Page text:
I discovered early that women are not natural homemakers. As with many women, my mother’s domestic expertise stopped pretty much at the frontiers of her wardrobe. A cleaning lady was engaged to run the vacuum and so on, and if there is one single reason why I took up the art of cooking it is self-preservation: my mother was a terrible cook. At her best, she was uninspired. When inspired, she was a dangerous lunatic. It’s true that no one got sick. Everything was guaranteed dead, even the bacteria. In order to hold on to my father, my mother had to learn how to broil a rare steak, ditto lamb chops, and do something with chicken. Everything else came out of a can or a box. Reheating aside, more food was cooked in the oven than on the stove. Her batterie de cuisine would have been sniffed at by cowboys at home on the range. Terrible knives, paper-thin pots and pans, an enameled cast-iron frypan that was wrong for everything.

From this unpromising environment I moved on to the vie de Bohème, where I discovered that female flatmates were without exception slobs. They were perhaps a little cleaner than young men new to the independent life, but their closets, drawers, writing surfaces and such were all tangles of whatnot. Beds were made only when parents came calling, and not always then.

Parenthood introduced me to the reality that I could change diapers as well as anybody. If you pay attention, and your baby is healthy and a good sleeper, child care, while exhausting, requires no special skills. If you know how to make love (and I do mean love), you know how to hold an infant.

I did inherit one thing from my mother: I liked to entertain. Or rather, like François in Hoellebecq’s novel, I wanted to serve friends pot-au-feu by the stove. But I wanted to make it, and I wanted it to be delicious, so that people would be glad that they were dining chez moi. I did not want to farm out the cooking to a woman; I wanted to do it myself. Most of the serious chefs in the world, are, after all, as you may have noticed… In the one kitchen that I got to design from the ground up, I created an atmosphere that Kathleen described as “a wood shop, but with curtains.”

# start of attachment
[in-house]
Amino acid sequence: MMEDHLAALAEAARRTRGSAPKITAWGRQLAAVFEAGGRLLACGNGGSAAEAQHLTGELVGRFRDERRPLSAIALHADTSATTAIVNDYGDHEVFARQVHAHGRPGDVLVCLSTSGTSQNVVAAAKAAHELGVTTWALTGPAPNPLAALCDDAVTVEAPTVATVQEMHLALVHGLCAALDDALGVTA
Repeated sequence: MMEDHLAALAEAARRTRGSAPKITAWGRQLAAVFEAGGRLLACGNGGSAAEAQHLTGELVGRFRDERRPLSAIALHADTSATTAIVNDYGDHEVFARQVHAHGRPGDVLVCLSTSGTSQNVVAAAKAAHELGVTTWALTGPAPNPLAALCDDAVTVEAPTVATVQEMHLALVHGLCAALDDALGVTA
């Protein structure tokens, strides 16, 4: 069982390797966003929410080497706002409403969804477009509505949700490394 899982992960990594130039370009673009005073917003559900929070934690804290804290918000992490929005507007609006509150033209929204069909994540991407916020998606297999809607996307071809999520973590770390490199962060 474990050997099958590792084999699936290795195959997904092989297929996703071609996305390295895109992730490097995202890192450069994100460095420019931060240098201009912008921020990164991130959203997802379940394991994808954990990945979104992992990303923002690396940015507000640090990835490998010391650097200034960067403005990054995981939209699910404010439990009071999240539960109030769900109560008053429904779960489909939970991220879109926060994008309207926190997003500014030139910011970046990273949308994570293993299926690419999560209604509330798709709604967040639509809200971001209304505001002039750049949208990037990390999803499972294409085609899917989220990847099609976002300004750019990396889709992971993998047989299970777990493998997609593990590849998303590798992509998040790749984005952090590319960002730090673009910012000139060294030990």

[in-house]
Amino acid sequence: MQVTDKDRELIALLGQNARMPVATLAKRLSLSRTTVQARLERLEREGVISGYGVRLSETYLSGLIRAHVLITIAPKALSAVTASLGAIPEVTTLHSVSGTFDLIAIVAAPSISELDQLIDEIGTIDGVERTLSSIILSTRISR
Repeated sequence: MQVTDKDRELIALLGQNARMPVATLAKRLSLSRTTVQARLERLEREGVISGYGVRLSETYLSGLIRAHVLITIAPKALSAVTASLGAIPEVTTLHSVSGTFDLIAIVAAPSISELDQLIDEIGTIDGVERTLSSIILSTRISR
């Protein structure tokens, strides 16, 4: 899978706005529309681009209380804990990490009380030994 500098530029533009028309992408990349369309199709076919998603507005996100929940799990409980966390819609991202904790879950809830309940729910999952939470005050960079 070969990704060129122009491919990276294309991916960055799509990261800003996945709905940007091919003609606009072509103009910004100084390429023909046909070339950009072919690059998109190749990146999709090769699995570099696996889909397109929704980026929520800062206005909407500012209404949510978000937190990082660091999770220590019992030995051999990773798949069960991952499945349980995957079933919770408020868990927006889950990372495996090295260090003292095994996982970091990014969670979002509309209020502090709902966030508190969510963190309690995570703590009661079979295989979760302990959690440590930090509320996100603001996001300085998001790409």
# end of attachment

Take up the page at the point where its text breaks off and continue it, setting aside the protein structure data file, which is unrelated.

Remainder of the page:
What has made my life different from other men’s is, I conclude with increasing conviction, my size. This meant nothing to my mother (except that, as she gloriously put it, I ought to find “a nice, tall queen” to marry), and my father was just as big. But in the rest of the world, it has granted me a good deal of license. It is simply easier to stand in the way of other people, meaning people other than me, and the blessing of humanity is that there are only so many people who enjoy standing in the way of others.

And I did have a secret agenda: I wanted to prove, beyond doubt, that you don’t have to be Mary Donovan to turn a house into a home.


Friday 5th

David Brooks writes about “rational saints” in his column today. He mentions Larissa MacFarquhar’s Drowning Strangers, the title of which refers to a moral challenge. If your mother is drowning over here, and two strangers are drowning over there, where do you jump in? Do you save one life or two?

Regular readers will be able to guess what I think of “rational saints.” They might be confused, however, about where I’d jump in, because I say such nasty things about my mother. But of course I should jump in to save her. I don’t think I’d give it a thought; I’d just do it. There would be no calculus of two against one. Under the circumstances, the strangers would not be morally equivalent to two of my mother. (Two of my mother! Turn this conversation off now!)

Somehow, saving my drowning mother reminded me, by the inverted logic that is my substitute for rationality, of what I was already thinking of writing about today, which is that making and keeping friends is a rather small part of my life.

Now, like most people in New York (or so it seems to me), I have a fluid idea of “family.” My family includes several people to whom I am in no way related. The exemplar is Fossil Darling, my roommate at Blair more than fifty years ago. I know that he is a family member because I should never put up with him as a friend — he is that irritating. You think I’m joking! Fossil’s spouse, Ray Soleil, is in contrast both a family member and a friend. The point is, however, that I should jump in to save Fossil, and let the two strangers fend for themselves.